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Music rarely remains at one consistent volume throughout an entire piece of music. A symphonic piece may be loud at the beginning of the first movement before decreasing in volume. A rock song may start off with a mellow introduction before a steady increase in loudness. In music, a composition crescendoes when it gets louder over time.

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What Is a Crescendo in Music?

The definition of crescendo is a gradual increase in the volume of music. It is an Italian word, derived from the word crescere, which means "to grow.” (Italian musical terms are standard in the world of classical music.) The concept of crescendoing, as well as its specific dynamic markings, goes well beyond classical music. Crescendos are ubiquitous in the musical notation of many genres, and the word is well known among professional musicians from New York jazz musicians to Nashville session players.

How to Notate Crescendos in Music

Crescendos can appear in sheet music notation in two forms—one precise, the other leaving room for a player's or conductor's interpretation.

Composers indicate the looser form of crescendo notation with the actual word crescendo (abbreviated cresc. on musical scores). The word appears at the point where the music begins to increase in volume. Ideally, the musical score will also indicate the climactic point of the crescendo passage by showing the dynamic marking the crescendo is building up to, such as forte (f) or mezzo-forte (mf). However, be aware that not all musical passages contain such dynamic markings, which leaves the crescendo marking more open to interpretation.

The more precise form of crescendo notation involves symbols that look like hairpins, inequality symbols, or alligator jaws. In most cases, "hairpin" is the standard term musicians use. Hairpin crescendo symbols show the crescendo’s exact length and the prescribed volume at the beginning and end of the crescendo. The symbol itself begins as two intersecting lines on its left end, and the lines open outward to the right. The symbol’s mirror image, the decrescendo or diminuendo, indicates a gradual decrease in volume. The image shows a crescendo symbol on the left and a decrescendo symbol on the right.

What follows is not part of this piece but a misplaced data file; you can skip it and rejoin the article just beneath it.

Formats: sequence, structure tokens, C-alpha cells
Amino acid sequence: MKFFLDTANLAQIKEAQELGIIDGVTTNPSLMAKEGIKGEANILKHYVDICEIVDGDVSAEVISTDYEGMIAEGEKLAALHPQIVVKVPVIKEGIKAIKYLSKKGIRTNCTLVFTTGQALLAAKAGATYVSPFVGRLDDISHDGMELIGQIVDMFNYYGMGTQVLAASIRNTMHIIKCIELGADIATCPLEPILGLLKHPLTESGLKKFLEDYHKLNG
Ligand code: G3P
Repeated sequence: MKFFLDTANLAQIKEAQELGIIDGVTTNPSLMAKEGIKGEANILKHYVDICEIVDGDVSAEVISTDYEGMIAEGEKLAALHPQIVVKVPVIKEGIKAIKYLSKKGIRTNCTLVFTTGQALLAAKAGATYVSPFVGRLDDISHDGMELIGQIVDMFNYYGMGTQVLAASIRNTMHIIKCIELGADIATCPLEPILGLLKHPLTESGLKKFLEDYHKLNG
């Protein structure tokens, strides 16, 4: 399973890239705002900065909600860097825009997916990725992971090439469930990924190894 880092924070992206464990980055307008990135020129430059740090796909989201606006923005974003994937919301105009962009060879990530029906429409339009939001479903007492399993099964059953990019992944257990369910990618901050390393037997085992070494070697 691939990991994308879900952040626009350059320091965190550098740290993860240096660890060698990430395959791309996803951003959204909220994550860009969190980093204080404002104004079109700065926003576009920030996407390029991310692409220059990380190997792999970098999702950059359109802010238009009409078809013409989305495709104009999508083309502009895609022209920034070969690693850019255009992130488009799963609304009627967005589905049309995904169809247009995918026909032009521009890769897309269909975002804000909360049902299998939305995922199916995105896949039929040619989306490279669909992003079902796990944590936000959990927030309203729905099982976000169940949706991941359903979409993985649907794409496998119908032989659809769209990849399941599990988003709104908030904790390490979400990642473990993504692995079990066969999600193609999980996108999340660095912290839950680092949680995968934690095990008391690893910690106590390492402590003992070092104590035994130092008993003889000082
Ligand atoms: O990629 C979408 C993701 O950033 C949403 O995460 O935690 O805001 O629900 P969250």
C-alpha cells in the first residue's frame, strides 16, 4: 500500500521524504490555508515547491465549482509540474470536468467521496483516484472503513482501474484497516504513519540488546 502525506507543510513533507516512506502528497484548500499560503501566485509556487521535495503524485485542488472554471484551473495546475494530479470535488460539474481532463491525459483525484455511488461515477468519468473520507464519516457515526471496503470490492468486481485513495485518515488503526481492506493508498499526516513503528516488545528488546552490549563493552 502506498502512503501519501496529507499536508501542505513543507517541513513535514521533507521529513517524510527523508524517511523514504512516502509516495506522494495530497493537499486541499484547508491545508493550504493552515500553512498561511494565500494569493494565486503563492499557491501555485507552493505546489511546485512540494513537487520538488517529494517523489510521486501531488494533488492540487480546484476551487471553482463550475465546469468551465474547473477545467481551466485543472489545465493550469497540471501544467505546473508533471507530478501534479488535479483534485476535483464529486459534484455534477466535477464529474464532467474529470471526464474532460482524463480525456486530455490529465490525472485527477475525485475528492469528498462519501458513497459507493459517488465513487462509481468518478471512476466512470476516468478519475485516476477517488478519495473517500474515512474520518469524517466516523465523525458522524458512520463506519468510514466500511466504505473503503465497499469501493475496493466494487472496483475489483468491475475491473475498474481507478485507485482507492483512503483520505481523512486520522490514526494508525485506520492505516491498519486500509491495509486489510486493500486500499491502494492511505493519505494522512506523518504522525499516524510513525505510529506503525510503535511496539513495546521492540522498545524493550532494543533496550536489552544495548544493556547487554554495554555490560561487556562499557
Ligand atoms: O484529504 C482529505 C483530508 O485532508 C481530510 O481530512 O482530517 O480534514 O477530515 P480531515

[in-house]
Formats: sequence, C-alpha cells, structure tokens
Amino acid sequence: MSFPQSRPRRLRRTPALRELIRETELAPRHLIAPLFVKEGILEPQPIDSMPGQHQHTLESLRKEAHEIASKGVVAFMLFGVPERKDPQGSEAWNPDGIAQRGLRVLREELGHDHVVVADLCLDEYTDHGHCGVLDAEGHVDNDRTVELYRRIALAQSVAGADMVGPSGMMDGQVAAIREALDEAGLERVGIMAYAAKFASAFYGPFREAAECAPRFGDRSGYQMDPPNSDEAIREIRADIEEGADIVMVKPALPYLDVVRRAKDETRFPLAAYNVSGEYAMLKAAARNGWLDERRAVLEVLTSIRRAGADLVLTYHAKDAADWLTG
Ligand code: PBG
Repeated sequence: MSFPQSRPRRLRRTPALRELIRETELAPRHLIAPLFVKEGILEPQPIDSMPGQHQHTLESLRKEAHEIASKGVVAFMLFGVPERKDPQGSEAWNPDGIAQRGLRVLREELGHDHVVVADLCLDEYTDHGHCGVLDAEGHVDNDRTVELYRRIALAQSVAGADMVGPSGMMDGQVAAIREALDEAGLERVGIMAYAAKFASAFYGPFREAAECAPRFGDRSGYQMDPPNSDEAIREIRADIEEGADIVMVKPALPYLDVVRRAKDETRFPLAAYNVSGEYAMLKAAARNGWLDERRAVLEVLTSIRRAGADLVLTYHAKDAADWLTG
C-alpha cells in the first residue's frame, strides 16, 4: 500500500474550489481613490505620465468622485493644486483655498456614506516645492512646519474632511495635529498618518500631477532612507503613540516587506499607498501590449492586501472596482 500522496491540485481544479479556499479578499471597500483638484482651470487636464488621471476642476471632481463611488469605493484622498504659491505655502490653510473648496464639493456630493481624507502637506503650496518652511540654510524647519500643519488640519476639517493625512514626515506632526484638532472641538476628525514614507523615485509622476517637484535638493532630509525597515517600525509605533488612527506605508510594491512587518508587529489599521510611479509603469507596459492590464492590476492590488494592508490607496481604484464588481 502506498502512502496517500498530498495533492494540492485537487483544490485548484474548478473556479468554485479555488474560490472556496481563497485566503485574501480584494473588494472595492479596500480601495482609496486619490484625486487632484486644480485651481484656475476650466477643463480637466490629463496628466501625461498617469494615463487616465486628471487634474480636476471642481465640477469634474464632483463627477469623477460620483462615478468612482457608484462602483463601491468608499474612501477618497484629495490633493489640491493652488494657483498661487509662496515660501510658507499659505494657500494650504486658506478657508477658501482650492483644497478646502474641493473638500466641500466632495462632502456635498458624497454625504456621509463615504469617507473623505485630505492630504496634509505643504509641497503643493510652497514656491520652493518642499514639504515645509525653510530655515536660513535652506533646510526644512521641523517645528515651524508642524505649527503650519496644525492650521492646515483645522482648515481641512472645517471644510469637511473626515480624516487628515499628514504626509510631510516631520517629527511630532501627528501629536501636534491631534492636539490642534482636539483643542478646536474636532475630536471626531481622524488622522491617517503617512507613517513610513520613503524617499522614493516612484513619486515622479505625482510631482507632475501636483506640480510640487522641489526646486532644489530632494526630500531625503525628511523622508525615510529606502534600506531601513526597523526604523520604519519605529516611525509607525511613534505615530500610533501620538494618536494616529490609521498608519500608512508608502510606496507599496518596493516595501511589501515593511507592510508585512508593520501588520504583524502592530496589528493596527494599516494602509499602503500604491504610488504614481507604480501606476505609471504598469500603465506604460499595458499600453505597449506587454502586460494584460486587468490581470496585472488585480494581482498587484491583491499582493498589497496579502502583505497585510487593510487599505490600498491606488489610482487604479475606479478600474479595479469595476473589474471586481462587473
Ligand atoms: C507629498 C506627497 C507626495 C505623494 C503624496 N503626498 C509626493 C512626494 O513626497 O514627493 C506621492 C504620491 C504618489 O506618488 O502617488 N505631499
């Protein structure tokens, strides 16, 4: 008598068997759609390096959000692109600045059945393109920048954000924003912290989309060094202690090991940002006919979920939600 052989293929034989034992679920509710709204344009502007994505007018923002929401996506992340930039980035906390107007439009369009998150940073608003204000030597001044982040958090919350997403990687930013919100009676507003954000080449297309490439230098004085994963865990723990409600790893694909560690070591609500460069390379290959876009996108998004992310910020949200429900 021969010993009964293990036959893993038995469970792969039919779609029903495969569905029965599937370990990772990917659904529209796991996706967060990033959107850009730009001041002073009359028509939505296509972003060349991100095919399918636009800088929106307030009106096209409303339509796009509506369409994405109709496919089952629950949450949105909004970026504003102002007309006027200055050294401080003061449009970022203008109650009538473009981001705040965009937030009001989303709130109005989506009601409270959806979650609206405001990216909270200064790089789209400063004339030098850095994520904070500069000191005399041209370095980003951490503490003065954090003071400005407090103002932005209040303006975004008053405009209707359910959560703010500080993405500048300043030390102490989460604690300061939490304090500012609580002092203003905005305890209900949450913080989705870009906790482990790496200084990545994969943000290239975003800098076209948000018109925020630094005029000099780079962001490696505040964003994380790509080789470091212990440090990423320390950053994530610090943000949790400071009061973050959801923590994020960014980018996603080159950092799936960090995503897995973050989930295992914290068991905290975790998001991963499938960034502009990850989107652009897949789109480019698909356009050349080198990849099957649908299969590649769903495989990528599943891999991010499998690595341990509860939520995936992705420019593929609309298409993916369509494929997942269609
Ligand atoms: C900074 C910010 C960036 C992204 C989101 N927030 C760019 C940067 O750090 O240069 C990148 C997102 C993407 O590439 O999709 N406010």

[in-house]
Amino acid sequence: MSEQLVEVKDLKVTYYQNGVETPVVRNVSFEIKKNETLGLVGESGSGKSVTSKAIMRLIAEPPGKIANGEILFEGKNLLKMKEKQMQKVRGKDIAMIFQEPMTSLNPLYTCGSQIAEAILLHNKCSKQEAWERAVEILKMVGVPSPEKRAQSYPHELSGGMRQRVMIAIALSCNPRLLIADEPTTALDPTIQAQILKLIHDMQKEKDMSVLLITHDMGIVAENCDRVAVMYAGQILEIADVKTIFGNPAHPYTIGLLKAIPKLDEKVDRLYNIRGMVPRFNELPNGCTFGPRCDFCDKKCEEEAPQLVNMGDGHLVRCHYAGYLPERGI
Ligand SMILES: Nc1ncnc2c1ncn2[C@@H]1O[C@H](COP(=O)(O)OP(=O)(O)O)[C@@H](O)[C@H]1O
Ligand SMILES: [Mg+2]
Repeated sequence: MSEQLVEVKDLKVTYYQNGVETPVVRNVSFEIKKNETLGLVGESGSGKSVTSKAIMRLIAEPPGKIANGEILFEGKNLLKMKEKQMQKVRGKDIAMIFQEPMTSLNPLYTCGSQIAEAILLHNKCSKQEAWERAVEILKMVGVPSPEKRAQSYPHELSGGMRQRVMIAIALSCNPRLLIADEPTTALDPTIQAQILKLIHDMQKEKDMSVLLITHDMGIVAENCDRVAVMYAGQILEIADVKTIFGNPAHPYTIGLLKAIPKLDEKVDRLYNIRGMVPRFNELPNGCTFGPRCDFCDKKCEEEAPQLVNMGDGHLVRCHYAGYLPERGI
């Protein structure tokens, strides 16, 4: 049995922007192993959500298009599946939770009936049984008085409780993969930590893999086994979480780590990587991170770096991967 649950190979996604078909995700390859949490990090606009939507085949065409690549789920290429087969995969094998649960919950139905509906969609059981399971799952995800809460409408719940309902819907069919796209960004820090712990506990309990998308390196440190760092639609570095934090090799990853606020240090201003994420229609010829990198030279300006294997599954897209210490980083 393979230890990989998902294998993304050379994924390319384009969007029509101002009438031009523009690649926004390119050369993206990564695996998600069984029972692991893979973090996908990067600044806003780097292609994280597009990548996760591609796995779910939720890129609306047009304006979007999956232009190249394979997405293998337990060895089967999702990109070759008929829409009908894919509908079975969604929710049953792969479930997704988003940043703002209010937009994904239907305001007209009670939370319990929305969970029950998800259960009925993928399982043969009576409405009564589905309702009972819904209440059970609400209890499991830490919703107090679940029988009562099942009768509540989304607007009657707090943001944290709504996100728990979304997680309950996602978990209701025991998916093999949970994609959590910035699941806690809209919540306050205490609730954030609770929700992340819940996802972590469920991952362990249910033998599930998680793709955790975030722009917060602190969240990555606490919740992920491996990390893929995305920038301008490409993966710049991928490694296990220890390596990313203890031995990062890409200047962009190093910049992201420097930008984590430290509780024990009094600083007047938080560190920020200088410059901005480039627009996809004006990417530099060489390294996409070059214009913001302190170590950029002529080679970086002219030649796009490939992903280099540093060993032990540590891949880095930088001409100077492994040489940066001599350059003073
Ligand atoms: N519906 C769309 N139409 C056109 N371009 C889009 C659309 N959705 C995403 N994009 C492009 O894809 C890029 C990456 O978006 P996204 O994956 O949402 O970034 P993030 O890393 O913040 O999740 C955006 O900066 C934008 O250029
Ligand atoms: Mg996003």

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musical notation

In many cases, these hairpin symbols will be bracketed by dynamic markings. From softest to loudest, these dynamics are:

  • ppp: abbreviation of pianississimo, meaning "very, very soft."
  • pp: abbreviation of pianissimo, meaning "very soft."
  • p: abbreviation of piano, meaning "soft."
  • mp: abbreviation of mezzo-piano, meaning "somewhat soft."
  • mf: abbreviation of mezzo-forte, meaning "somewhat loud."
  • f: abbreviation of forte, meaning "loud."
  • ff: abbreviation of fortissimo, meaning "very loud."
  • fff: abbreviation of fortississimo, meaning "very, very loud."

For a crescendo, the quieter dynamic marking will always appear to the left of the hairpin symbol, and the louder dynamic marking will appear to its right. In a decrescendo or diminuendo, where the music gets softer, the opposite is true.

How to Play Crescendos

The key to properly playing a crescendo is to gradually increase volume, rather than letting a dynamic shift happen all at once. Composers sometimes include the Italian term poco a poco ("little by little") on scores to hammer home this point. If a composer or arranger wants a sudden increase in volume, they have dynamic markings to indicate that—notably sforzando, sforzato, forzando, or forzato (sfz, sf, or fz). When you see the word crescendo or hairpins on your musical score, take care to extend the dynamic change over the full length of the musical passage. This requires control of your instrument's dynamic range, so set aside practice time to focus on such control.

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